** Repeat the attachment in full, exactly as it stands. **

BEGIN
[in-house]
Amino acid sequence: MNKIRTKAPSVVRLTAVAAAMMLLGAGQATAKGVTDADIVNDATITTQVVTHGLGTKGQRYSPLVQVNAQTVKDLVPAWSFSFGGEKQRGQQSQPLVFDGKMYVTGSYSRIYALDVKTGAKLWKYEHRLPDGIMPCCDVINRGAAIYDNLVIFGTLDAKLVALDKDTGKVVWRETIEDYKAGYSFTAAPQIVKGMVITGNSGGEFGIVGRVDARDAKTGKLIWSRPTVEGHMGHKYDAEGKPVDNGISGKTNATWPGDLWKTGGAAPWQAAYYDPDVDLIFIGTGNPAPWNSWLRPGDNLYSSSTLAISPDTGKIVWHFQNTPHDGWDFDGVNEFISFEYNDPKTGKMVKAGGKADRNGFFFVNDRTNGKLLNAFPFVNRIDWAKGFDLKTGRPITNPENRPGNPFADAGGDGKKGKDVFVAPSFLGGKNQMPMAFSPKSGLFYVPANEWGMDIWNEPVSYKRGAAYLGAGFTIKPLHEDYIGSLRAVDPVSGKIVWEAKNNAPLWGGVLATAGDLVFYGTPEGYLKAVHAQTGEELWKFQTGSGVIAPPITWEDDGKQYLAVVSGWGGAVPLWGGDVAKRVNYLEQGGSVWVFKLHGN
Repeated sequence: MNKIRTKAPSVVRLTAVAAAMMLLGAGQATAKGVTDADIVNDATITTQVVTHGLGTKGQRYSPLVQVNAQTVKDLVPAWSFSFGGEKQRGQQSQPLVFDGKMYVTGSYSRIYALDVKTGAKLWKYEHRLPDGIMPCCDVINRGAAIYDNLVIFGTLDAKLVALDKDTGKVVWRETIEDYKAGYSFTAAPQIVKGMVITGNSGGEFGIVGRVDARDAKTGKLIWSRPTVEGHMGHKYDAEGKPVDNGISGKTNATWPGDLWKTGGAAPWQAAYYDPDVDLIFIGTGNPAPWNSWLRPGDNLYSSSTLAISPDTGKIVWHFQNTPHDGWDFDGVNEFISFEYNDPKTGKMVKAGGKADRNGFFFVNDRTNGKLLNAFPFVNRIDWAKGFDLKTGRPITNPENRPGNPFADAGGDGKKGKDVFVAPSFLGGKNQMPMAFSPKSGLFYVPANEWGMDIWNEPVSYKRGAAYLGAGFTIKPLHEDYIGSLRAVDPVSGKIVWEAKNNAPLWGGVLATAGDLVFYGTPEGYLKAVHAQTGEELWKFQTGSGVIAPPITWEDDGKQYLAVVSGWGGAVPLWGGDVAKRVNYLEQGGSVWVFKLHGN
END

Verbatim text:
[in-house]
Amino acid sequence: MNKIRTKAPSVVRLTAVAAAMMLLGAGQATAKGVTDADIVNDATITTQVVTHGLGTKGQRYSPLVQVNAQTVKDLVPAWSFSFGGEKQRGQQSQPLVFDGKMYVTGSYSRIYALDVKTGAKLWKYEHRLPDGIMPCCDVINRGAAIYDNLVIFGTLDAKLVALDKDTGKVVWRETIEDYKAGYSFTAAPQIVKGMVITGNSGGEFGIVGRVDARDAKTGKLIWSRPTVEGHMGHKYDAEGKPVDNGISGKTNATWPGDLWKTGGAAPWQAAYYDPDVDLIFIGTGNPAPWNSWLRPGDNLYSSSTLAISPDTGKIVWHFQNTPHDGWDFDGVNEFISFEYNDPKTGKMVKAGGKADRNGFFFVNDRTNGKLLNAFPFVNRIDWAKGFDLKTGRPITNPENRPGNPFADAGGDGKKGKDVFVAPSFLGGKNQMPMAFSPKSGLFYVPANEWGMDIWNEPVSYKRGAAYLGAGFTIKPLHEDYIGSLRAVDPVSGKIVWEAKNNAPLWGGVLATAGDLVFYGTPEGYLKAVHAQTGEELWKFQTGSGVIAPPITWEDDGKQYLAVVSGWGGAVPLWGGDVAKRVNYLEQGGSVWVFKLHGN
Repeated sequence: MNKIRTKAPSVVRLTAVAAAMMLLGAGQATAKGVTDADIVNDATITTQVVTHGLGTKGQRYSPLVQVNAQTVKDLVPAWSFSFGGEKQRGQQSQPLVFDGKMYVTGSYSRIYALDVKTGAKLWKYEHRLPDGIMPCCDVINRGAAIYDNLVIFGTLDAKLVALDKDTGKVVWRETIEDYKAGYSFTAAPQIVKGMVITGNSGGEFGIVGRVDARDAKTGKLIWSRPTVEGHMGHKYDAEGKPVDNGISGKTNATWPGDLWKTGGAAPWQAAYYDPDVDLIFIGTGNPAPWNSWLRPGDNLYSSSTLAISPDTGKIVWHFQNTPHDGWDFDGVNEFISFEYNDPKTGKMVKAGGKADRNGFFFVNDRTNGKLLNAFPFVNRIDWAKGFDLKTGRPITNPENRPGNPFADAGGDGKKGKDVFVAPSFLGGKNQMPMAFSPKSGLFYVPANEWGMDIWNEPVSYKRGAAYLGAGFTIKPLHEDYIGSLRAVDPVSGKIVWEAKNNAPLWGGVLATAGDLVFYGTPEGYLKAVHAQTGEELWKFQTGSGVIAPPITWEDDGKQYLAVVSGWGGAVPLWGGDVAKRVNYLEQGGSVWVFKLHGN